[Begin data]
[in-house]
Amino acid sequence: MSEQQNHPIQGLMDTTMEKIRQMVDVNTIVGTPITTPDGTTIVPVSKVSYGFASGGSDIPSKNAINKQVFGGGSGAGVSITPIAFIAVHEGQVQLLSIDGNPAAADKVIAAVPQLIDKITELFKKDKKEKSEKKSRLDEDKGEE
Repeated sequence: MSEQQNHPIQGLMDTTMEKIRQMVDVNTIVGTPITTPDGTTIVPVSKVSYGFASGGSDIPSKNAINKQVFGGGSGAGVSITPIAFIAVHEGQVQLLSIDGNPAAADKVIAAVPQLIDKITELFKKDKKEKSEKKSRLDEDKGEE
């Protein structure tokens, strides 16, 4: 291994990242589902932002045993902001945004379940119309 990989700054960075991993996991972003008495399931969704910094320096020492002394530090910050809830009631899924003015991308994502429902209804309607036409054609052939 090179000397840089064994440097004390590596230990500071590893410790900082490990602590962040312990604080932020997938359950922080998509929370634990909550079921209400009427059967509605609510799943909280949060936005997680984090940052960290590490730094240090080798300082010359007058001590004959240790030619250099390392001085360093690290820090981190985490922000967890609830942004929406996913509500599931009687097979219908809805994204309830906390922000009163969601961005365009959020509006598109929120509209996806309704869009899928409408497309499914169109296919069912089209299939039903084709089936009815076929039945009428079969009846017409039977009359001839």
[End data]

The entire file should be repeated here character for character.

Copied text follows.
[in-house]
Amino acid sequence: MSEQQNHPIQGLMDTTMEKIRQMVDVNTIVGTPITTPDGTTIVPVSKVSYGFASGGSDIPSKNAINKQVFGGGSGAGVSITPIAFIAVHEGQVQLLSIDGNPAAADKVIAAVPQLIDKITELFKKDKKEKSEKKSRLDEDKGEE
Repeated sequence: MSEQQNHPIQGLMDTTMEKIRQMVDVNTIVGTPITTPDGTTIVPVSKVSYGFASGGSDIPSKNAINKQVFGGGSGAGVSITPIAFIAVHEGQVQLLSIDGNPAAADKVIAAVPQLIDKITELFKKDKKEKSEKKSRLDEDKGEE
């Protein structure tokens, strides 16, 4: 291994990242589902932002045993902001945004379940119309 990989700054960075991993996991972003008495399931969704910094320096020492002394530090910050809830009631899924003015991308994502429902209804309607036409054609052939 090179000397840089064994440097004390590596230990500071590893410790900082490990602590962040312990604080932020997938359950922080998509929370634990909550079921209400009427059967509605609510799943909280949060936005997680984090940052960290590490730094240090080798300082010359007058001590004959240790030619250099390392001085360093690290820090981190985490922000967890609830942004929406996913509500599931009687097979219908809805994204309830906390922000009163969601961005365009959020509006598109929120509209996806309704869009899928409408497309499914169109296919069912089209299939039903084709089936009815076929039945009428079969009846017409039977009359001839």